And now also the axe is laid unto the root of the trees.
Lk 3, 9
Election results in Italy have brought political instability and ungovernability. So read the headlines. Of course, some would say that political instability has been the order of the day in Italy since the fall of the Western fragment of the Roman Empire in the year 476. Yet Italy is still there.
More seriously, however, the current political stalemate in Italy has in part been caused by the appearance of a new populist protest party, the ‘Five-Star Movement’, which is fed up at the corruption of the whole political elite, the euro it imposed and the austerity policies of an unelected, German-style, technocrat Prime Minister, imposed by Brussels and the US. No-one should be surprised. The same thing has already happened in many European countries, where many others are also fed up with the democratic deficit of EU-imposed policies, not to mention mass immigration and yet at the same time mass unemployment.
‘A plague on both your houses’ comes from Italy, but it is universal. In France there is the Front National, which under its present leader is breaking the mould of the old identical left-right technocrats, who all come from the same elitist schools. In Greece a rather extreme political protest party called Syriza has moved out of the old and corrupt two-party system of left and right. In Great Britain the Independence Party (UKIP) is upsetting the old two/three party system and its public school boys. The old political mafia of Western Europe, shown to be incompetent by the financial crisis which it directly created but refuses to take responsibility for, is falling.
In Italy, the situation was made all the more complex – and corrupt – by the situation whereby for some fifty years after 1945 the right was kept in power, government after government, by corruption and US dollars, in order to prevent Italy falling to Communism. The corruption was guaranteed by a self-perpetuating elite, kept in power by mythical democracy. The democracy was mythical because the electorates were only ever given a choice between two self-interested and almost identical individuals, who between periodical elections did whatever they wanted, regardless of what the electorates may have wanted.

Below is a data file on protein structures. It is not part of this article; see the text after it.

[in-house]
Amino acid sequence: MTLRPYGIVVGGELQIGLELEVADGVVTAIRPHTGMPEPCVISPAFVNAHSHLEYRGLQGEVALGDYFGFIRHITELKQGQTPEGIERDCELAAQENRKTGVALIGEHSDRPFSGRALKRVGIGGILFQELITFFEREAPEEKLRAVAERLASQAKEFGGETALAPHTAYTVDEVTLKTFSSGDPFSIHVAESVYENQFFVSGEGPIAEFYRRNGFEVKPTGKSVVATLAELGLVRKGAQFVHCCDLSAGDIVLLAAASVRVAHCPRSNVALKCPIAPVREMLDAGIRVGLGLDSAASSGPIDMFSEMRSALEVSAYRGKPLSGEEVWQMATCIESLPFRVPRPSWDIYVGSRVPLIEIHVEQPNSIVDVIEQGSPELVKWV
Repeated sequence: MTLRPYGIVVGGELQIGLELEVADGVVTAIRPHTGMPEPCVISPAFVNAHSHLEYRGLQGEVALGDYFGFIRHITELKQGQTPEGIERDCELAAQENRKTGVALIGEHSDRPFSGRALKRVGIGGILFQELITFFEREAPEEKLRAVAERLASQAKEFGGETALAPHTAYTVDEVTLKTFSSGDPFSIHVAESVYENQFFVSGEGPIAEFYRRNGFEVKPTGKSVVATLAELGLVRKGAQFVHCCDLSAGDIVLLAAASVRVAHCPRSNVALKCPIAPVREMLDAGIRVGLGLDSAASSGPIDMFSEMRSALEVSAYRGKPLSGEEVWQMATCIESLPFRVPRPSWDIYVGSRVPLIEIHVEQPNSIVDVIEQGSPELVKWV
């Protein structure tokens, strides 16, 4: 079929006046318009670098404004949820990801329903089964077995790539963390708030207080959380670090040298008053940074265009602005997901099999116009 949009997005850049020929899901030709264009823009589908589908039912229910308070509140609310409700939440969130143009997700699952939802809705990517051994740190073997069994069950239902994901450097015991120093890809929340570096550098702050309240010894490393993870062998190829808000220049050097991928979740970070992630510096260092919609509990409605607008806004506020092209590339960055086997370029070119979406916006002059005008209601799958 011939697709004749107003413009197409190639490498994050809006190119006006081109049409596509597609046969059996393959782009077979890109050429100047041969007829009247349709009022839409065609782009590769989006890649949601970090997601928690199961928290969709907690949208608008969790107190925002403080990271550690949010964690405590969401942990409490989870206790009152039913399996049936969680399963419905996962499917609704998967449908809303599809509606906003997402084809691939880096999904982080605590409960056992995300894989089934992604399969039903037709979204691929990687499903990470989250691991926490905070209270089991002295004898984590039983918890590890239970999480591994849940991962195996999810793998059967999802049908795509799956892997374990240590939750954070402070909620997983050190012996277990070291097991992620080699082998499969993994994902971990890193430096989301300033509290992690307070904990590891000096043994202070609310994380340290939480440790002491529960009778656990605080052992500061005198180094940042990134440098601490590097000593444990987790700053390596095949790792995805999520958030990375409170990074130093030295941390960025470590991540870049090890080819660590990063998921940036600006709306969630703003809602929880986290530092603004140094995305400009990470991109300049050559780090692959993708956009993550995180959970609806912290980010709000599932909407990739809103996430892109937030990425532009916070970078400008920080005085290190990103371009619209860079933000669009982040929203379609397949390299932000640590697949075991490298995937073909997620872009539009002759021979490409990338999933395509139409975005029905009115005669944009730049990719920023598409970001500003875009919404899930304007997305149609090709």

However, it is unlikely that anti-elite populist protest parties will actually bring a solution, at least not in the long-term. The underlying problem of Western Europe is debt and bankruptcy. For a generation and more, government after government in country after country has avoided the essential issue of debt. All political parties, including the new anti-elite populist parties, are quite unwilling to make the drastic cuts to budgets that all Western European countries have to make if they are to stave off ever closer bankruptcy in their ever closer union.
One of the essential weaknesses of Western so-called ‘democracies’, run by accountants, is short-termism. No political party actually thinks of national well-being, only of its own well-being – and survival through the next elections – so each party simply makes promises that it can never keep. As they say, ‘if it is too good to be true, it is’. No political party wants to do something openly and immediately unpopular – such as cutting State spending and employment by the huge amounts necessary if Western Europe (+ the USA + Japan) is to avoid a bankrupt future. So instead there is slow but inevitable decline.
Does this mean that austerity, in a far harsher form than even at present, is necessary? Does this mean that we approve of Thatcherite economics, that is, of economic egoism which panders to the basest and greediest instincts of humanity, to the idolatry of Mammon? Does this mean that we approve of an ideology which denies that society exists and has turned tens of millions into economic refugees, creating mass emigration and mass immigration, uprooting communities and destroying family life across Europe, East especially, but also West?
No. In reality, there are huge amounts of money in the world; it is just that so much of it is in the hands of very few. If austerity is shared by all, then that austerity can be bearable. What is unbearable is when the poorer half of society has to bear everything. Some kind of austerity is inevitable, but that does not mean, as in Spain and Greece and Italy, as in Latvia and Estonia and Hungary, that people literally have to starve and the young have to emigrate to Canada and Australia, if they can. Austerity has to be, but it also has to be fair.
Forty years ago, amidst the consumerist frenzies of 1970s materialism, the Russian writer Solzhenitsyn pleaded with the selfish Western world for ‘self-limitation’. What he meant by this was the necessity for it to distinguish between selfish wants and actual needs. Most Western ‘wants’, artificially created by manipulative advertising and publicity, are not what we need. Most of Western Europe, merely copying its US idol before it, has been living in a fantasy world of debt for over forty years. With the ‘revelation’ (at least, to some) that banks had been lending money which they did not have for much of that time, reality is now dawning. And that reality is past selfishness, because it never thought of how children and grandchildren would cope with the accumulated debt.
However, this ‘Third Way’ of self-limitation is not a political problem; it is a spiritual problem. And here is the rub. Self-limitation means repentance for greed and selfishness, acceptance of needs and rejection of wants. And that means a shift in values and a shift in ideology and a shift in the whole pseudo-democratic Capitalist Western system, a fools’ paradise. And this is not going to happen because the Western world agrees to it. But it is going to happen – because the Western world is rapidly coming to the point when it will have no say in the matter. A bankrupt has to live within his means, whether he wants to or not.